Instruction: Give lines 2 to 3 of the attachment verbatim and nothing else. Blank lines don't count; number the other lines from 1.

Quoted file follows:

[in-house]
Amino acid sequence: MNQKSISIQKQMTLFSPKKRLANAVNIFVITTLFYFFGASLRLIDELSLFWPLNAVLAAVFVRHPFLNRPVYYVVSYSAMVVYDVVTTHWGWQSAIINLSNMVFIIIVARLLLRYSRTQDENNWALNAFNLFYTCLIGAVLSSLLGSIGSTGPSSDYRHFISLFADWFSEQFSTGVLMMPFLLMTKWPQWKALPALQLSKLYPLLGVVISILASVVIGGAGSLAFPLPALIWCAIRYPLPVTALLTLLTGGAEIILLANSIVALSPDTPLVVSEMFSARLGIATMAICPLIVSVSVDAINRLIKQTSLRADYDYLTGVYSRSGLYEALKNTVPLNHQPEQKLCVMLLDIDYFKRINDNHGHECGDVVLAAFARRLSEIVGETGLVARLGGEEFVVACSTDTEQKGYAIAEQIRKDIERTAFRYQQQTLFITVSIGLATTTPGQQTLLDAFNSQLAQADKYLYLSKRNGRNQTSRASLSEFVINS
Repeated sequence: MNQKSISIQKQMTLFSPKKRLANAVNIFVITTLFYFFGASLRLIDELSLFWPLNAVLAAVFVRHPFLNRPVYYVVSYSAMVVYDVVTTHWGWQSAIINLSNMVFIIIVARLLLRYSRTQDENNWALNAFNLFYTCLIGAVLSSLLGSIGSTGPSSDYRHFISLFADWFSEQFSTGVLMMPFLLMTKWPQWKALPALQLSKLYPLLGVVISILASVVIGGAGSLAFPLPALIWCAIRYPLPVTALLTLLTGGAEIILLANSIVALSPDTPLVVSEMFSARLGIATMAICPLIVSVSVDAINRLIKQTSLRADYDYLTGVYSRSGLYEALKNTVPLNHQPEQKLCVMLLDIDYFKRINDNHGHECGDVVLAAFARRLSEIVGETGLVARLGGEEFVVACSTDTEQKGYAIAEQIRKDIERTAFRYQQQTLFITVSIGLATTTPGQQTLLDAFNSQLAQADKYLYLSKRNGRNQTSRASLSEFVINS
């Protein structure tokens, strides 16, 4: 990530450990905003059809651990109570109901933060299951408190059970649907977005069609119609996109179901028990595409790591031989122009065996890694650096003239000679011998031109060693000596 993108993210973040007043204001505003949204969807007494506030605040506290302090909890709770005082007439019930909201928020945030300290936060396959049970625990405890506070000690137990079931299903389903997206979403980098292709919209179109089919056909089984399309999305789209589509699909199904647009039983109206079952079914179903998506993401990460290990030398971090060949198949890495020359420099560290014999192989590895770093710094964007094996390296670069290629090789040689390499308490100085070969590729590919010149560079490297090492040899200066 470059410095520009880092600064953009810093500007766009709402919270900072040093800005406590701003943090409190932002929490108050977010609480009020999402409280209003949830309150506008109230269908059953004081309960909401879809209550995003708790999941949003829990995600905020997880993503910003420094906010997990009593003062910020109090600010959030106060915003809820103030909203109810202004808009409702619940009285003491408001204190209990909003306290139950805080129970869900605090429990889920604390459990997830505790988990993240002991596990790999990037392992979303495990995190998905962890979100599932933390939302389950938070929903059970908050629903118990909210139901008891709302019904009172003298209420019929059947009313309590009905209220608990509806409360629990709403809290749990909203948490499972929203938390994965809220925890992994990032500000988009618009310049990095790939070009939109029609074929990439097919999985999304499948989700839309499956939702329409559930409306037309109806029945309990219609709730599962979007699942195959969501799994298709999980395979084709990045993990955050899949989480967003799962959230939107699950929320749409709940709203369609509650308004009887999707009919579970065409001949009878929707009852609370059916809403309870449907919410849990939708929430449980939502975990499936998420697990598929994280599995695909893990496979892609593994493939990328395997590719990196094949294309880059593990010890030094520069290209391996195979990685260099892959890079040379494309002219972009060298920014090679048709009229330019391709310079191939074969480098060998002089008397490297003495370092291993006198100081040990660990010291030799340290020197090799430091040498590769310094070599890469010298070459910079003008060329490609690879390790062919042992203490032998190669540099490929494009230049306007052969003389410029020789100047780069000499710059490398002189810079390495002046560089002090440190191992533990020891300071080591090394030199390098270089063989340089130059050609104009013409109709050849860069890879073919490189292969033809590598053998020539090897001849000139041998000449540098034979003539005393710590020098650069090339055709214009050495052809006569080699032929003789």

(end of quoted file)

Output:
Amino acid sequence: MNQKSISIQKQMTLFSPKKRLANAVNIFVITTLFYFFGASLRLIDELSLFWPLNAVLAAVFVRHPFLNRPVYYVVSYSAMVVYDVVTTHWGWQSAIINLSNMVFIIIVARLLLRYSRTQDENNWALNAFNLFYTCLIGAVLSSLLGSIGSTGPSSDYRHFISLFADWFSEQFSTGVLMMPFLLMTKWPQWKALPALQLSKLYPLLGVVISILASVVIGGAGSLAFPLPALIWCAIRYPLPVTALLTLLTGGAEIILLANSIVALSPDTPLVVSEMFSARLGIATMAICPLIVSVSVDAINRLIKQTSLRADYDYLTGVYSRSGLYEALKNTVPLNHQPEQKLCVMLLDIDYFKRINDNHGHECGDVVLAAFARRLSEIVGETGLVARLGGEEFVVACSTDTEQKGYAIAEQIRKDIERTAFRYQQQTLFITVSIGLATTTPGQQTLLDAFNSQLAQADKYLYLSKRNGRNQTSRASLSEFVINS
Repeated sequence: MNQKSISIQKQMTLFSPKKRLANAVNIFVITTLFYFFGASLRLIDELSLFWPLNAVLAAVFVRHPFLNRPVYYVVSYSAMVVYDVVTTHWGWQSAIINLSNMVFIIIVARLLLRYSRTQDENNWALNAFNLFYTCLIGAVLSSLLGSIGSTGPSSDYRHFISLFADWFSEQFSTGVLMMPFLLMTKWPQWKALPALQLSKLYPLLGVVISILASVVIGGAGSLAFPLPALIWCAIRYPLPVTALLTLLTGGAEIILLANSIVALSPDTPLVVSEMFSARLGIATMAICPLIVSVSVDAINRLIKQTSLRADYDYLTGVYSRSGLYEALKNTVPLNHQPEQKLCVMLLDIDYFKRINDNHGHECGDVVLAAFARRLSEIVGETGLVARLGGEEFVVACSTDTEQKGYAIAEQIRKDIERTAFRYQQQTLFITVSIGLATTTPGQQTLLDAFNSQLAQADKYLYLSKRNGRNQTSRASLSEFVINS